By Jenny Mandt, Owner, Garden Coaching Solutions
Well known gardener and Author Elizabeth Lawrence said many years ago, "The hum of bees is the voice of the garden”.
A recent study suggests that the wild honeybee population has dropped from 50 years ago. Pollinators (bee, flies, moths, butterflies, bats and birds) are so crucial for our gardens, especially for fruits and vegetables to grow. Without these pollinators, Garden ecosystems don’t thrive and we get fewer crops. Pollinators move pollen from one part of the plant to another which fertilizes the plant. Only fertilized plants can bear seeds and fruit. You also need seeds and nuts for future new plants.
Not all is lost - there are things you can do to increase the variety and number of pollinators that are coming to your garden. Having a wide variety of plants, especially natives that bloom from early spring to fall really can encourage pollinators to come to your garden. Shrubs like flowering Red Currant, Serviceberry, Indian Plum or Tall Oregon Grape provide large amounts of nectar or pollen the hungry foraging bees need in the spring. Douglas Asters, Yarrow, Geum, Gentian, Crane’s Bill Geranium are all native, summer blooming plants and loved by butterflies and bees alike.
Planting the same type of plant in different areas of your garden can be a good way to encourage a larger feeding and pollinating area. Shrubs like the Strawberry Bush, Cotoneaster, Blueberries, Mountain Laurel, California lilac, Japanese Snowbell are great attractors as well. Trees like Crabapple, Korean Mountain Ash and Arolla Pine also attract pollinators. Don’t forget to include flowering host and nectar plants that caterpillars (which become butterflies and moths who pollinate) can munch on. They love annuals like Bachelor buttons, cosmos, dahlias, dianthus, petunias, alyssum, and verbena especially for their nectar. Perennials like beebalm, coneflower, asters, common milkweed and Shasta daisies can be hosts to caterpillars and give them a source to munch on as they grow.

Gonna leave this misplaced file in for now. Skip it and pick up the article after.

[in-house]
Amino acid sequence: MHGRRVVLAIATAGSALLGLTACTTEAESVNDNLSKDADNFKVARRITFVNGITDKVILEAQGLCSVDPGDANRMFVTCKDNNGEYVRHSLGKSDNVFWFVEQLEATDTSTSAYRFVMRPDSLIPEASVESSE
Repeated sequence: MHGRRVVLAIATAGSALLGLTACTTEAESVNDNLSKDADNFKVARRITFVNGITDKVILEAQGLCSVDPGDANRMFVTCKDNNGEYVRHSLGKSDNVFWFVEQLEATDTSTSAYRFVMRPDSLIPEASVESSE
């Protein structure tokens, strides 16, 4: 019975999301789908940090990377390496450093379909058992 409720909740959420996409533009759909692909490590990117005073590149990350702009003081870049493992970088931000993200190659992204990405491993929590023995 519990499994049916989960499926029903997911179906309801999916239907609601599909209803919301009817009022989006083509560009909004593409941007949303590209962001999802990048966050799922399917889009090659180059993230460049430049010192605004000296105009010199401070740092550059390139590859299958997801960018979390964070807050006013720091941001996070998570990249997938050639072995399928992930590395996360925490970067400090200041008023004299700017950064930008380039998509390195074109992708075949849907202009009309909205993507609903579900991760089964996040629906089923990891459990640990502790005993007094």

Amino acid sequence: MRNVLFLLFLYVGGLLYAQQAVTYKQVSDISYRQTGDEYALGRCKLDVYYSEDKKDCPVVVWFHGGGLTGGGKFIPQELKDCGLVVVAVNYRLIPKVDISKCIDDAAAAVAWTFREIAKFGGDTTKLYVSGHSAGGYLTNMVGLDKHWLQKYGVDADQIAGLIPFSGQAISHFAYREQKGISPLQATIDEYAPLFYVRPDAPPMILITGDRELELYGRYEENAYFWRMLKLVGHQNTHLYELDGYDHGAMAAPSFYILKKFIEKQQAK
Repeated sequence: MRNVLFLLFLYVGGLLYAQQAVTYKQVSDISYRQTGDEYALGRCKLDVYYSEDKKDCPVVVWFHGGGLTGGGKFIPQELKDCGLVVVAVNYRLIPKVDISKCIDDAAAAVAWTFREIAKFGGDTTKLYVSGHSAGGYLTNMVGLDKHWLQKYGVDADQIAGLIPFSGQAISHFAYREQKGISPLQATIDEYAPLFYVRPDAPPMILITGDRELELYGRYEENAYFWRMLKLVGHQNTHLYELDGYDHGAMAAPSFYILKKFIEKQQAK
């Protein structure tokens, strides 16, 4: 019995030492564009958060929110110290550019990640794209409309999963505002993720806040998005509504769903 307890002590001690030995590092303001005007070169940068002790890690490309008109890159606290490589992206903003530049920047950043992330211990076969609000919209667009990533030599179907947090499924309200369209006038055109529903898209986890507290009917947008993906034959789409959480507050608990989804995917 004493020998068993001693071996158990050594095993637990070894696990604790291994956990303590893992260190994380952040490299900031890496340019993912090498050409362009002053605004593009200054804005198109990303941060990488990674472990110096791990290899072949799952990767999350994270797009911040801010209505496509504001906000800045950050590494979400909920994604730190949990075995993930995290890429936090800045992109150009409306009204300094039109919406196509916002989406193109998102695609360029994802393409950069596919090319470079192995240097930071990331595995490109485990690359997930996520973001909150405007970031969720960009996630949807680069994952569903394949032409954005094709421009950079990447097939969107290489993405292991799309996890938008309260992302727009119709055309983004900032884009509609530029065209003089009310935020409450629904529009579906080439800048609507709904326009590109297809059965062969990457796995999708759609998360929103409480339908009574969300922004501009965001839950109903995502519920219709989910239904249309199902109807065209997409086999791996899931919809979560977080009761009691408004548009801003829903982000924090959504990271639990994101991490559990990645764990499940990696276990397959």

Butterflies and bees love an area with a drip hose near a bird bath when you mix in some ashes or sea salt for a salt lick in the mud. Or you can put out a natural sponge that has sea salt water in it and see what kind of butterflies you can attract with that. They also like rotting fruit as well.
Save that tree limb! These can be great locations for native bees to make their nests. Or you can make your own bee condo by drilling holes in left over lumber and put on a post or under an eve of your house. Mason bees love to lay eggs in holes that are between 3 and 5 inches deep. I have seen some amazing designs of these mason bee houses on the internet – the skies the limit on your imagination.
We can all do a little bit to bring more pollinators back into our gardens. Even if you don’t have fruiting trees or vegetables growing, you can do your part to help revive the populations of bees, butterflies, birds, bats and other pollinators in our area. They play a vital role in our very survival and we are all connected!
If you would like help coming up with more flowering plants to put in your garden to draw more pollinators or to create a pollinator attracting garden and you don’t know how, give me a call or send me an email! I would love to help you – firstname.lastname@example.org or (206) 915-0585.
This article is in memory of my son Ian – he created my beautiful logo with a Shasta daisy on it!